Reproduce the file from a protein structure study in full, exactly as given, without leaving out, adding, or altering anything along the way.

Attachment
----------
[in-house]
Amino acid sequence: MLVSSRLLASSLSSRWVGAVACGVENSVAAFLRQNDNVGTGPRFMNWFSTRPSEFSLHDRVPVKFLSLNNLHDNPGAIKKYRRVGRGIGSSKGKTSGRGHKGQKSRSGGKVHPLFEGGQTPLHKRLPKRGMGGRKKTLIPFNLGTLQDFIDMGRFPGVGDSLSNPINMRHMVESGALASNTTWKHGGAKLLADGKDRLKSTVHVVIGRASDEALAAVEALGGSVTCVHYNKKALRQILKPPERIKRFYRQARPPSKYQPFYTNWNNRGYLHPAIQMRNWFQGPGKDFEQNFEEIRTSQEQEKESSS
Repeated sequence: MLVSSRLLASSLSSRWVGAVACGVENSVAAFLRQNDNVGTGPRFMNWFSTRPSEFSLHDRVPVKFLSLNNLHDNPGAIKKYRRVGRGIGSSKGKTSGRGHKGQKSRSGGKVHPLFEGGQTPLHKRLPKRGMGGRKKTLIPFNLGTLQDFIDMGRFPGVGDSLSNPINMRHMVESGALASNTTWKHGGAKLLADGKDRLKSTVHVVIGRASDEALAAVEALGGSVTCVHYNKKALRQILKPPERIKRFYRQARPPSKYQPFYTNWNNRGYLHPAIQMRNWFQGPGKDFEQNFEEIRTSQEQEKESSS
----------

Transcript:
[in-house]
Amino acid sequence: MLVSSRLLASSLSSRWVGAVACGVENSVAAFLRQNDNVGTGPRFMNWFSTRPSEFSLHDRVPVKFLSLNNLHDNPGAIKKYRRVGRGIGSSKGKTSGRGHKGQKSRSGGKVHPLFEGGQTPLHKRLPKRGMGGRKKTLIPFNLGTLQDFIDMGRFPGVGDSLSNPINMRHMVESGALASNTTWKHGGAKLLADGKDRLKSTVHVVIGRASDEALAAVEALGGSVTCVHYNKKALRQILKPPERIKRFYRQARPPSKYQPFYTNWNNRGYLHPAIQMRNWFQGPGKDFEQNFEEIRTSQEQEKESSS
Repeated sequence: MLVSSRLLASSLSSRWVGAVACGVENSVAAFLRQNDNVGTGPRFMNWFSTRPSEFSLHDRVPVKFLSLNNLHDNPGAIKKYRRVGRGIGSSKGKTSGRGHKGQKSRSGGKVHPLFEGGQTPLHKRLPKRGMGGRKKTLIPFNLGTLQDFIDMGRFPGVGDSLSNPINMRHMVESGALASNTTWKHGGAKLLADGKDRLKSTVHVVIGRASDEALAAVEALGGSVTCVHYNKKALRQILKPPERIKRFYRQARPPSKYQPFYTNWNNRGYLHPAIQMRNWFQGPGKDFEQNFEEIRTSQEQEKESSS